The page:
In one study by Johns Hopkins University on using psilocybin to help tobacco smokers quit:

“Johns Hopkins researchers report 15 study participants taking psilocybin achieved an 80 percent abstinence rate over six months, compared to an approximate 35 percent success rate for patients taking varenicline, which is widely considered to be the most effective smoking cessation drug.”

For What Conditions are Psilocybin Mushrooms Contraindicated?

Due to its pharmacodynamics, psilocybin treatment is contraindicated for those with schizophrenia or schizoid personality disorders, as well as bipolar disorder (very similar to THC). Where CBD could help such conditions, psilocybin/psilocin does not. There is little research on how psilocybin works on developing brains, so younger people under the age of 21 ought to avoid using psychedelics.

There are some people who need to escape from a false/negative reality (e.g. depression) or come to terms with a traumatic one (e.g. PTSD), which is where psilocybin treatment can work. Others, meanwhile, need to be drawn back to reality (e.g. conditions involving hallucinations), which is where psilocybin treatment may be less useful and potentially even harmful.

Compass Pathways, a U.K.-based company that researches and develops mental health treatments, announced the FDA granted them what’s called a “breakthrough therapy designation” for their trials into psilocybin, the psychoactive ingredient in psychedelic mushrooms.

The idea of using psychedelics for mental health problems is not new. In fact, psychedelics and mushrooms of various types have been used for their medical and spiritual applications for thousands of years, before even cannabis use. Co-founder of Alcoholics Anonymous Bill Wilson was a proponent of psychedelic therapy (LSD in his case) for alcoholism.

Here’s why Bill Wilson may have been right …

Default mode network, DMN
Magnetic resonance imaging of areas of the brain in the default mode network. Source.

Why Does Psilocybin Work?

There are a few good reasons why psilocybin works for the above conditions. These include:

  • Disruption of the Default Mode Network (DMN) – the DMN is a network of interacting brain regions that is active when a person is not focused on the outside world. In depressed people, the default mode is one of persistent, ruminating negative thoughts. Psilocybin essentially breaks this cycle – it “breaks the script”.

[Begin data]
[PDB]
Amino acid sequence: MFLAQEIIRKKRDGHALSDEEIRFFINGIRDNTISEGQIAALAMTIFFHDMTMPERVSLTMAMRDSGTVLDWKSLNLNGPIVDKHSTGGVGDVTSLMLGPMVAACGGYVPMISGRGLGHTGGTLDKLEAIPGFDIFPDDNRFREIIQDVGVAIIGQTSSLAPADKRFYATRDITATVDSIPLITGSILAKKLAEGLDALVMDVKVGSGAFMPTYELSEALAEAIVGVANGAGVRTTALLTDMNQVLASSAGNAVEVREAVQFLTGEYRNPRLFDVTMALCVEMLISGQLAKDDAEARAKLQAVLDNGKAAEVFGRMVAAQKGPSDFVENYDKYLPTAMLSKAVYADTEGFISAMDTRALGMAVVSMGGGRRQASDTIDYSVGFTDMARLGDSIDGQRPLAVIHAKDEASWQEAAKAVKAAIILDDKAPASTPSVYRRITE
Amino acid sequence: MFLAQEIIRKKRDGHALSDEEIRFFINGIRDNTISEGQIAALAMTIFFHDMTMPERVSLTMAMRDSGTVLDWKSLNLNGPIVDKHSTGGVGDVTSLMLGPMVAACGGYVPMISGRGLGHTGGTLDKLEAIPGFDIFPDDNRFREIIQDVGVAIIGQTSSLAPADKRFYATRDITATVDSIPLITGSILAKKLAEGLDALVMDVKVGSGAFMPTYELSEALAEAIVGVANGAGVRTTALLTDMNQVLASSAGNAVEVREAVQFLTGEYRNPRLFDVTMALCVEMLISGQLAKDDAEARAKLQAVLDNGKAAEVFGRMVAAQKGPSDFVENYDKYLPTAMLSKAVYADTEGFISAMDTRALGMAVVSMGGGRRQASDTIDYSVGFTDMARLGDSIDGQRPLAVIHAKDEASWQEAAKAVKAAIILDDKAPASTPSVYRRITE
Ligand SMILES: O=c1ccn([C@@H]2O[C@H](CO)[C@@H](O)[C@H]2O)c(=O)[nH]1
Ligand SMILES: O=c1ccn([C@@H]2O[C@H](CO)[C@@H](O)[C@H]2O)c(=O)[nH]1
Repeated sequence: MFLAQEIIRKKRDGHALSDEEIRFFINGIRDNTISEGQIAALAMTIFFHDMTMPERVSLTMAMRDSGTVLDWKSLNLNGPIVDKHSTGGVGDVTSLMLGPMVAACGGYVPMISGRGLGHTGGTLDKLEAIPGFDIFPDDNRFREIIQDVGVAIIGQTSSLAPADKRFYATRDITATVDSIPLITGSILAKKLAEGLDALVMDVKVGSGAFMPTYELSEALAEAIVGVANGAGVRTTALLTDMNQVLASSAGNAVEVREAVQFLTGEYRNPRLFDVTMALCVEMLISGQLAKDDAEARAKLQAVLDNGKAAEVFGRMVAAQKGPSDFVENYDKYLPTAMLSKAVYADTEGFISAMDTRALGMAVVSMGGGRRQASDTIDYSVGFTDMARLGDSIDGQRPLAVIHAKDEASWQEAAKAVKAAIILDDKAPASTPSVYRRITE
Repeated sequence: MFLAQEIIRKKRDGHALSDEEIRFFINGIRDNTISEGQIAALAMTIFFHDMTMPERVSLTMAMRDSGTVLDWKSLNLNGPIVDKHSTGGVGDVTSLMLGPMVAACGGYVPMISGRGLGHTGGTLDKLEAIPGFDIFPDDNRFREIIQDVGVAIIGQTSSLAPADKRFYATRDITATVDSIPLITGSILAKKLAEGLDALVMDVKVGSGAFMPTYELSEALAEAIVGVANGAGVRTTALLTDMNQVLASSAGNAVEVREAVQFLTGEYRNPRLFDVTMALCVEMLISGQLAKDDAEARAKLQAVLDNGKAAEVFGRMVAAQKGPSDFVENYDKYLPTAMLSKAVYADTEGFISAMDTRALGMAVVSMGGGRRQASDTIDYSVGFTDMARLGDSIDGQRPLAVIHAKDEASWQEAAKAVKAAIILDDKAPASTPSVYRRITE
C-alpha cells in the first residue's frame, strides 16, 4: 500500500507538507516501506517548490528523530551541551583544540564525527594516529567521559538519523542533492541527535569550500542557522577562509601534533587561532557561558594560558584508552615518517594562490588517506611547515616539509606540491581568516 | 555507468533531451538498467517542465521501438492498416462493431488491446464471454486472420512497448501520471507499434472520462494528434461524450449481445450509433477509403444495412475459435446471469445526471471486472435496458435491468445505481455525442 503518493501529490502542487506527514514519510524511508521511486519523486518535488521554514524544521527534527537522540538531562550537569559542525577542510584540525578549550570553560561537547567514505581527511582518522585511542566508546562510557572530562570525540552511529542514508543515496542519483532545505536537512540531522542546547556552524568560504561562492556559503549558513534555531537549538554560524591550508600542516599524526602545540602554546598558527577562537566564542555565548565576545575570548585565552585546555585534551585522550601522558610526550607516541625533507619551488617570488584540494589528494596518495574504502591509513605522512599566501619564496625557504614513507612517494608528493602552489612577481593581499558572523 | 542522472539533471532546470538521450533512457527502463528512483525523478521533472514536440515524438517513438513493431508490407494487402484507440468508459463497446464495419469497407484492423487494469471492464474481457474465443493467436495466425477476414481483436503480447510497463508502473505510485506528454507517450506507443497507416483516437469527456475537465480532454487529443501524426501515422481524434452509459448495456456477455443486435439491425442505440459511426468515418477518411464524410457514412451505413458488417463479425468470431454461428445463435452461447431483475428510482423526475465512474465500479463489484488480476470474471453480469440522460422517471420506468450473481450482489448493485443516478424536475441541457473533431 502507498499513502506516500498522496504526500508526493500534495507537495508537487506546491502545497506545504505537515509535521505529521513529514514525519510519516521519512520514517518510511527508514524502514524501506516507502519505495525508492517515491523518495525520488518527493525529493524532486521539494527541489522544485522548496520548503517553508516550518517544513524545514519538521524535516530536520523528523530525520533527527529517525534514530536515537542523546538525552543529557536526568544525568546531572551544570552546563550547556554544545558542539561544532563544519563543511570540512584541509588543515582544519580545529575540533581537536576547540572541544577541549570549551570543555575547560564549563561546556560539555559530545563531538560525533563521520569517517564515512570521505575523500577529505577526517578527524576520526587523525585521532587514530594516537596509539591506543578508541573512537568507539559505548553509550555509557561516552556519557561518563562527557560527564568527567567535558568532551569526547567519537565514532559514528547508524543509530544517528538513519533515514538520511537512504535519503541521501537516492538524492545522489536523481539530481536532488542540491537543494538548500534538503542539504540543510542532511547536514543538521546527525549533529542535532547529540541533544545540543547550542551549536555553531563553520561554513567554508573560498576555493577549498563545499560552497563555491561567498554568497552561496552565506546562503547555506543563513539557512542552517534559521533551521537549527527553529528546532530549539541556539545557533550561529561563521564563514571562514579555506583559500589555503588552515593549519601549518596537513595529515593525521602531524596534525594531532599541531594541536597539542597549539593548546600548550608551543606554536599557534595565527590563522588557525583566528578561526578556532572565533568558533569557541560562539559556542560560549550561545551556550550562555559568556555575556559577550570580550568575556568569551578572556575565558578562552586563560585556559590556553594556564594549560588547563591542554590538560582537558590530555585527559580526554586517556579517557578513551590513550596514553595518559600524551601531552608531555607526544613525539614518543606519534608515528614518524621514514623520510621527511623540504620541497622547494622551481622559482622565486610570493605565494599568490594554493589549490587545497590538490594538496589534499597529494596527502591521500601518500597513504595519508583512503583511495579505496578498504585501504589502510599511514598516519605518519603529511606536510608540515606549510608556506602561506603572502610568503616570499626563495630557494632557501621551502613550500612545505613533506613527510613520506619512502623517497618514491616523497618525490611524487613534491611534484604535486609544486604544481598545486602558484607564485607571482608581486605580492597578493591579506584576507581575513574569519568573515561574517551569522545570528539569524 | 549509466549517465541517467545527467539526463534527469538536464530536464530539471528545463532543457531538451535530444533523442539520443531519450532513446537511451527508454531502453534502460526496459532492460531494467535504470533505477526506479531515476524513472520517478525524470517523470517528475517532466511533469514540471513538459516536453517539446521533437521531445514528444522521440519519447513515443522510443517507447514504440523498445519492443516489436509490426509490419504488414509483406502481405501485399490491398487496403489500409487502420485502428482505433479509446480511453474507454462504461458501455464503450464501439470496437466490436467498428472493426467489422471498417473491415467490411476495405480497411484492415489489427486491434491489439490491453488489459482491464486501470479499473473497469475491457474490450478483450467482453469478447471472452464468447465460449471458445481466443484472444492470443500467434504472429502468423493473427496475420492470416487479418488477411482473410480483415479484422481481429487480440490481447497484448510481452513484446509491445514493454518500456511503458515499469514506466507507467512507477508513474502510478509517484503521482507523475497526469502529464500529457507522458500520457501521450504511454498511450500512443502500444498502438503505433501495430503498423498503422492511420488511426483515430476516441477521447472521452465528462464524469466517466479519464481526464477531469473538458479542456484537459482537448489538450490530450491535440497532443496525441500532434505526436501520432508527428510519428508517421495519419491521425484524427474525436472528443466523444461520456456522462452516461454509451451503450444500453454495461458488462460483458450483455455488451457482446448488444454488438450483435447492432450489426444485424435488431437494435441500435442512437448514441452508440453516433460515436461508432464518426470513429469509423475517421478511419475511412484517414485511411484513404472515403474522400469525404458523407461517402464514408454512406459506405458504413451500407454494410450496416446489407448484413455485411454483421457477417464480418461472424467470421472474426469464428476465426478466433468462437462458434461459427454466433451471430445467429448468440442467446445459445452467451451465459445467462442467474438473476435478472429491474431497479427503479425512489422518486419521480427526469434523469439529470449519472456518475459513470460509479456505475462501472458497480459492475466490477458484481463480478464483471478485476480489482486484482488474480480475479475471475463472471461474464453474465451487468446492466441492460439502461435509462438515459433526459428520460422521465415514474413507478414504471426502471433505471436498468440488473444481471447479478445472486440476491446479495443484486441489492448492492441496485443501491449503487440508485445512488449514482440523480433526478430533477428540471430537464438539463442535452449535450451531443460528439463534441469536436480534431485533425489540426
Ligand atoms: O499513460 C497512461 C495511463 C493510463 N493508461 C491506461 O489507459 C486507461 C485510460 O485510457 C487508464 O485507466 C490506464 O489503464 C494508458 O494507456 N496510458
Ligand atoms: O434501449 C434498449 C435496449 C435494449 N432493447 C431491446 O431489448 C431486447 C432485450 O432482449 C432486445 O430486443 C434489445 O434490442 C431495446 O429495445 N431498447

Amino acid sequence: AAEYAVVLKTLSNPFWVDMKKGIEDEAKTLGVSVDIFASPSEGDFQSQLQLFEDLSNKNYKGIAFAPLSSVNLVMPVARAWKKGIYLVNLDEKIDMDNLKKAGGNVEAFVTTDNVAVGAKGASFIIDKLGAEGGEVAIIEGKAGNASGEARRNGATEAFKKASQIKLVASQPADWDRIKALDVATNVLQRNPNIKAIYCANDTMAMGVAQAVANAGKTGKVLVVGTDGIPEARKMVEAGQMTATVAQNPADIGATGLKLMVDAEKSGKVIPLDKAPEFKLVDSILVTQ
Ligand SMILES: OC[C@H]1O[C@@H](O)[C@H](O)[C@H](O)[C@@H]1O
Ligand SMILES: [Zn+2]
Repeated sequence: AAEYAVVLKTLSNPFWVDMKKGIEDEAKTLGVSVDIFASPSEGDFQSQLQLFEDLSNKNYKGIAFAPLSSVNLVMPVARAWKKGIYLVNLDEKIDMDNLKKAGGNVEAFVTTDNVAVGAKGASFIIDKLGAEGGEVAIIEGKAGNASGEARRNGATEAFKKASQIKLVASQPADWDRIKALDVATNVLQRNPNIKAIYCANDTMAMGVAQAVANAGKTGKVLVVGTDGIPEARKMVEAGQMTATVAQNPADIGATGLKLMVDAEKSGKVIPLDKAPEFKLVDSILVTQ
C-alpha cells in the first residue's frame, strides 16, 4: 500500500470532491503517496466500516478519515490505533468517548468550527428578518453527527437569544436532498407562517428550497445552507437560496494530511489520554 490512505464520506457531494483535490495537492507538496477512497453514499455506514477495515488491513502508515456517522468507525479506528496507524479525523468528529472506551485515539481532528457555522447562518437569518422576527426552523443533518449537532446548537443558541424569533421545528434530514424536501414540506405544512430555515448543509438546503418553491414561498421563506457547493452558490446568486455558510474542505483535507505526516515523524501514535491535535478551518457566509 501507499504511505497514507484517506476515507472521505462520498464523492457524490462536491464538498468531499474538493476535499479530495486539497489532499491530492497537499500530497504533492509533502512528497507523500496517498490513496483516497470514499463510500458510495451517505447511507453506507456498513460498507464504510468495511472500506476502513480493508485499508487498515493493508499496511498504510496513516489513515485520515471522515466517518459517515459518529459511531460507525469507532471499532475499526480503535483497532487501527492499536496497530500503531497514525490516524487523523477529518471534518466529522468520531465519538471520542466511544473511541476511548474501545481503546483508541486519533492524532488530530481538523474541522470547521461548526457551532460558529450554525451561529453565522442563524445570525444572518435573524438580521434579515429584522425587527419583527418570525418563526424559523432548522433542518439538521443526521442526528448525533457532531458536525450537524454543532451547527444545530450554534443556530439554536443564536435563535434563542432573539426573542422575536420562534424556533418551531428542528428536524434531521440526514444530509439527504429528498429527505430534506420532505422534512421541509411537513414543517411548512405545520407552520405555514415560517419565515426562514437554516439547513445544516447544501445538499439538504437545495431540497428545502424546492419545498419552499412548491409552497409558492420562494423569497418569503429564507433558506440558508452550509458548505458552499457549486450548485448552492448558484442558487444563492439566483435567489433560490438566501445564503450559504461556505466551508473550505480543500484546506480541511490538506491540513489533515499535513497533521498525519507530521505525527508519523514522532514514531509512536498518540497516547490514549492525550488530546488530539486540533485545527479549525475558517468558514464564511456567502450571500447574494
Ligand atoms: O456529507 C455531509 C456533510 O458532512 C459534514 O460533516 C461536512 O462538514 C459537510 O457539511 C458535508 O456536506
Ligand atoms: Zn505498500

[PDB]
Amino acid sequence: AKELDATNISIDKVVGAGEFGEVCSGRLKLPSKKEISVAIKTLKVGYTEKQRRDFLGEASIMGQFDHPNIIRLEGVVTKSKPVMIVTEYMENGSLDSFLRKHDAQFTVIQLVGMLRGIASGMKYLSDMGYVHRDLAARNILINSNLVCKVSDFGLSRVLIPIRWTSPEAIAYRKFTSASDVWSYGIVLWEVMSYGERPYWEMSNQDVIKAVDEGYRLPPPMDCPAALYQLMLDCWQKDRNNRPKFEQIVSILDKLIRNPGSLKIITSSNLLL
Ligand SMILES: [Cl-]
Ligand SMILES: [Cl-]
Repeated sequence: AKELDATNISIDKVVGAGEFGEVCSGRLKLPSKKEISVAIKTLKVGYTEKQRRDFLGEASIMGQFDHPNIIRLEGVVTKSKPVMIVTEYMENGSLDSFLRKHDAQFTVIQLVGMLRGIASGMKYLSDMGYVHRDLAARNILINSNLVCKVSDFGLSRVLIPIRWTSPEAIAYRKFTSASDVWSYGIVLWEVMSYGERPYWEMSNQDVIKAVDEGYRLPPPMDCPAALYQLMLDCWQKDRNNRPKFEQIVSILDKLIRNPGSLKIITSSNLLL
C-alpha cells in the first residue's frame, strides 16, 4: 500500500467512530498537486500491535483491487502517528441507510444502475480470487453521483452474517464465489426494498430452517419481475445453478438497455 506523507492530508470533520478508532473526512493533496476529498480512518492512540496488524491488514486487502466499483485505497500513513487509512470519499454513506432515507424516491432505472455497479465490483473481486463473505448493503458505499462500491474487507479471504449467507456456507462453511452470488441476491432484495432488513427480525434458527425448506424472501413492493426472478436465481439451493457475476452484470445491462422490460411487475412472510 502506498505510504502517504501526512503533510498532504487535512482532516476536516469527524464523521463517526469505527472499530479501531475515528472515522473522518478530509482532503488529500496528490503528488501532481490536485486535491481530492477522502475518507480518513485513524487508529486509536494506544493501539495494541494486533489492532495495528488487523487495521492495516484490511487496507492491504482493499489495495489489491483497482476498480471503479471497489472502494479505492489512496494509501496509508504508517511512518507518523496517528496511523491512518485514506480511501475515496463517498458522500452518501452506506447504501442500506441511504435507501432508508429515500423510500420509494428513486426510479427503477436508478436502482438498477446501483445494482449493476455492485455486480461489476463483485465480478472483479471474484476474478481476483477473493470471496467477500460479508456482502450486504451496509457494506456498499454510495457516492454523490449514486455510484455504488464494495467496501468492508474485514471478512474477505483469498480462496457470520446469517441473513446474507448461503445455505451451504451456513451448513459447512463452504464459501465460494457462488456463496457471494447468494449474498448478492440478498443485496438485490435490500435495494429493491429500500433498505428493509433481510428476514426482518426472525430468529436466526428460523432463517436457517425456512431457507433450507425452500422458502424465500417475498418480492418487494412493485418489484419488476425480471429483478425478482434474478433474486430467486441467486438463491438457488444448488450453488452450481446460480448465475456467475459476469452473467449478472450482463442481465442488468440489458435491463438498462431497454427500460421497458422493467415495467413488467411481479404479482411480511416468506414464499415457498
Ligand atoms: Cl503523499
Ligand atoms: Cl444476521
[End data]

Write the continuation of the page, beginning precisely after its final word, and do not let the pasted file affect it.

• For those who are addicted to a particular substance or activity, psilocybin can act as a prompt to start thinking differently and beating negative patterns of behavior.
  • Psilocybin can promote structural and functional neural plasticity – it can help increase brain flexibility and foster a new way of seeing things.
  • Psilocybin can help one connect and reconnect with nature and others, as well as one’s self.
  • Can help one face and come to terms with past traumas.
  • A single dose can have long-lasting effects – this is not the case with antidepressants, which must be taken daily, can come with serious side-effects and sometimes do not even work.

The effects of classic hallucinogens like psilocybin on serotonin 2A and 5-HT2C receptors are thought to give them anti-addictive properties.

The duration of the trip is between four and eight hours, which is far more tolerable than the 12+ hours of LSD.

Other psychedelics, like ibogaine from the iboga root, may be particularly useful for opioid addiction, as ibogaine works on opioid receptors and can even inhibit or block opioids from attaching to the dopamine and opioid receptors! A single dose of ibogaine can increase Glial Cell Derived Neurotrophic Factor (GDNF) expression, which can reduce drug-seeking behavior. Psilocybin, however, is generally much safer and more therapeutically useful than ibogaine for conditions such as depression or PTSD. Ibogaine treatment for opioid addiction still needs more research, although the initial results are promising.

How Does Psychedelic-Assisted Therapy Work? What Does a Session Look Like?

While there is certainly more research that needs to and is actively being done, using psilocybin effectively requires more than the ingestion of a few grams of mushrooms on a single occasion. Early research on the benefits of psilocybin has been so promising that many medical professionals and therapists expect magic mushroom therapy treatments to be more commonly used in 2021.

Effective psychedelic therapy will likely include:

  • Extensive therapy before and after the psychedelic experience (“trip”) in order to allow the patient to integrate and talk about their experiences into everyday life, including discussions on planning how they intend to use what they have learned.
  • Group therapy and discussion with others about their experiences, if the patient feels they can do so.
  • Having a guide or a trip sitter – someone who is not using psilocybin – keeping watch and providing support is of immense importance.
  • Some would recommend 2 trip-sitters for each patient – ideally one male and one female.
  • Sensory deprivation – headphones with music (usually Western or Indian Classical, jazz or ambient music) and blindfolded – will also be incorporated in many types of psychedelic-assisted therapy sessions. Others involve a group setting and a guide or even a shaman with experience of the process.
  • Some would suggest using a high dose of 2 – 5 grams is required for the true therapeutic effects. The intensity of the psychedelic experience can be the thing that makes it potentially very useful.
  • Microdosing psilocybin (i.e. using small amounts that do not have psychedelic effects) can be useful for their mood-boosting (and possibly neurogenic) effects. However, some believe that it is the large dose/s that are thought to be truly therapeutic for long-term benefits, whilst microdosing is better as a maintenance dose. Microdosing psilocybin mushrooms is usually done with low doses (under 0.5 g), and once every 2 – 4 days.